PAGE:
The one thing I find indespensible, however, is something to shade my eyes. If the sun shines brightly, you need the bill of a cap to help protect. If it starts raining, I like to use the bill of my cap to keep the jacket hood from covering my eyes. It also protects my face from sleet.

And, no, I don't own a poncho. I am yet to see one or use one that was any good at all on a trail. They might work find sitting in a stadium in the rain, but if moving, they are usually worse than a nuisance. You still drown from the belt down.
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Old Apr 30th, 2005, 12:55 PM
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I do a lot of hiking and other outdoor activites. The type of gear you may need depends on where and how you hike.

I move quickly so I get ultralight everything. My boots are lightweight and waterproof. I have a second pair that are for dry weather that are mesh-tops. Both are Merrells.
Boots are truly a personal preference and different brands will fit people differently. You should try out several brands. For me, Merrells are instantly comfortable (no breaking-in). I also use coolmax hiking socks.
Layering is the key. Recommend something that wicks sweat away from the skin. Anything with Coolmax or equivalent. They are lighter than regular cotton T-shirts (which you shouldn't wear anyway if it is cool weather due to inability to keep wearer dry and thus warm) and very quick to dry after a wash. So less you'll need to pack!
Usually wear shorts (again coolmax) but in cooler weather, will have zip-off pants.
Top layer if cooler, fleece and something waterproof just in case (for me, Ultralight shell). If in a place where rain is common, I bring rain pants, too.
I do carry a hydration pack (2L Camelbak) which has room for shed/just-in-case clothing as well as snacks, phone, etc. Like this so much better than carrying regular water bottles.
Dislike poles and never use them. Can go down a hill much faster without them.

Go to rei for advice, they are terrific. They'll have everything you'll need. They can recommend what to get for the conditions you'll have and type of trip you plan. They also have great sales on their outlet website.

Hiking is such a nice way to see a country. Have fun!
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Old Apr 30th, 2005, 01:58 PM
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Sorry to rain on the rEI parade.
But that is one store I avoid.
Never bought anything there that was worth what I paid for it.

I spend about $100 on one of REI's high techy shirts. It is the hottest, stinkyest shirt I ever owned. It does not breathe or do anything much beneficial. Out on a trail, it is miserable.

Same is true of its packs. Had one, and it tore up in record time. Stitching came out as the whole thing unravelled.

Pants? phooey. This high tech stuff is hot, doesn't breathe, and is expensive.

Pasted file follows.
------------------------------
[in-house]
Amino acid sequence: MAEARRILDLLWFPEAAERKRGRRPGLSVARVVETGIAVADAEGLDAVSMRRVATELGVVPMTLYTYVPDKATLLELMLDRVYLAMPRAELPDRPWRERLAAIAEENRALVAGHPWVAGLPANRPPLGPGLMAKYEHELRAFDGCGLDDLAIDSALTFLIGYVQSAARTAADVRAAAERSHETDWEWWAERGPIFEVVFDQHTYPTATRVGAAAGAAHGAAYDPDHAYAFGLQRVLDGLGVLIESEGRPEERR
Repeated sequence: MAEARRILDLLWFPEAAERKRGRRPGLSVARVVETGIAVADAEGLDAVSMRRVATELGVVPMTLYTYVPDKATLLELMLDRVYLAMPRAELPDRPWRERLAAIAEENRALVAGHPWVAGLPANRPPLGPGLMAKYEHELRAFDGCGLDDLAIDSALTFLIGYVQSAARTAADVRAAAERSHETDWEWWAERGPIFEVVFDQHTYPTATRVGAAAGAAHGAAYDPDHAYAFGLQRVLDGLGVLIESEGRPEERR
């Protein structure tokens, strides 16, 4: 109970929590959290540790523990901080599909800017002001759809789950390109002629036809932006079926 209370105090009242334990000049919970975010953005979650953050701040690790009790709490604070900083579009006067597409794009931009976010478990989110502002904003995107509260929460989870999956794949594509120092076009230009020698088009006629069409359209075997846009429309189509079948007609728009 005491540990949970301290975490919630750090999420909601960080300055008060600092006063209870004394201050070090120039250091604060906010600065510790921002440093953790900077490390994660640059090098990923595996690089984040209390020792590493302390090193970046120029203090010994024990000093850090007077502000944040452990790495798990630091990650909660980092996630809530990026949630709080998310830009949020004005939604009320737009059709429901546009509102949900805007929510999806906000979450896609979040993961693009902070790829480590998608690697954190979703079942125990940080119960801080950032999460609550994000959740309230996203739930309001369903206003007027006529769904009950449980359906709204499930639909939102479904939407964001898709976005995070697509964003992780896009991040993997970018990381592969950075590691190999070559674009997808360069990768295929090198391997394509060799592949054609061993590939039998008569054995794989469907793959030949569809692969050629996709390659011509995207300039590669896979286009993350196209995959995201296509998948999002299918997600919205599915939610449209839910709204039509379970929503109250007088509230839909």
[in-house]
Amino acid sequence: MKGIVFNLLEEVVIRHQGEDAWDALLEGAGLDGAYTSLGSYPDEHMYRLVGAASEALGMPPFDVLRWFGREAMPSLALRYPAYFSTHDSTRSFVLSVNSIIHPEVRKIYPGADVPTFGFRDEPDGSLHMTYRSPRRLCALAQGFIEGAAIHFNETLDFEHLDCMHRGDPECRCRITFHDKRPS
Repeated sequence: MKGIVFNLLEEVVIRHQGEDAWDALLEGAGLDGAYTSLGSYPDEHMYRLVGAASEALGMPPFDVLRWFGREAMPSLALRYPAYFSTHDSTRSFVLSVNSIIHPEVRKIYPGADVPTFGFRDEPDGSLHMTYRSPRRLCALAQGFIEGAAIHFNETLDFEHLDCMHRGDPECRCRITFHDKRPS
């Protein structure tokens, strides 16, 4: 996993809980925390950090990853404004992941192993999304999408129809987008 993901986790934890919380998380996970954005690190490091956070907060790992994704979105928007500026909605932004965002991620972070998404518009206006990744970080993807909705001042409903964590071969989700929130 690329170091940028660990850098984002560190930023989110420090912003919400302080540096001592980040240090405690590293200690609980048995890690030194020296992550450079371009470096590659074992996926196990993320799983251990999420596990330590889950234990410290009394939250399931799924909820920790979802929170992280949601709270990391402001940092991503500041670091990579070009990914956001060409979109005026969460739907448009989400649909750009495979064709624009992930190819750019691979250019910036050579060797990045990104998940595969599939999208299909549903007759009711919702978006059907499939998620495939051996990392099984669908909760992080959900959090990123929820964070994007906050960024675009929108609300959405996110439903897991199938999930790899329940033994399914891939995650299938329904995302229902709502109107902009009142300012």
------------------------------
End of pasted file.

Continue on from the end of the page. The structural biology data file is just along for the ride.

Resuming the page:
Maybe you like their equipment. I avoid it.

Go to an independent outdoors store if you need fancy gear.

My hiking boots are Merril, but I got them from L. L. Bean as I did my Goretex jacket, which performs quite nicely.
But the Goretex gloves I got from Bean leak.

As for hiking poles and down hill, I suggest them to take the pressure off your knees, which can be considerable with a 25 - 30 pound pack.

Another place a hiking pole is nice is on a steep muddy slope! But if you are in a place where nothing more than jogging shoes are needed, nothing other than K Mart equipment is needed.

I doubt if many people are going to stress what equipment they have beyond what is required to climb a fourteener in the Rockies. That might involve a few nights in a tent and sleeping bag followed by a scramble up a steep slope with a lot of hard breathing.

I just don't see the need to buy a lot of high tech gear that isn't worth it and isn't needed. Unless, of course, you are headed to a fancy dress ball on the summit of Mount LeConte at the hiker's shelter.

The funniest thing I have seen in recent years was two years ago at Lake O;Hara.
Some couple wanted to get married on top of Abbot's Pass. They actually had people ferry champagne up there and they got married on top of that abomination of a scree slope on one side and the Victoria Glacier on the other. I think people packed tuxedos and formal dresses up there as well!

Oh well. To each his own. Dress as you wish. I don't really care because you are the one paying for it.

If I knew where you were going and the time of year, I might be able to comment other than in general.
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Old May 1st, 2005, 04:16 AM
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Thanks for all the great replies. We'll probably be doing some moderate hiking, nothing overly strenuous, but could be an all day event covering 10km or so at times. Expect for the most part good trails but may encounter some exposure, minor rock scrambles and snow patches.

I'm trying to keep my luggage to one 22" rollaboard and a med sized backpack (daypack) that really only needs to carry water, a jacket or sweatshirt, small food items and my camera (small digital). Concerned with room hiking boots will take up, however I think they are worthwhile bringing, so I'll just pack less clothes as we'll have laundry facilities at most destinations. My other dilemna with bringing boots is thats all they are really suited for, at times at other destinations we plan to rent bikes so I really was thinking of something that suited both purposes to save on luggage space. So for 2 weeks about half if it would be hiking, a day or two of biking and the rest would be standard walking about town(s).

I think I'll skip the poles, those will definitely require a larger suitcase. I wonder if there are places you can rent them? In Zermatt, for example.
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Old May 1st, 2005, 04:53 AM
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You can wear the boots on the plane yo save packing space, then take them off and change to your lightst shoes, which you can pack in your carry-on.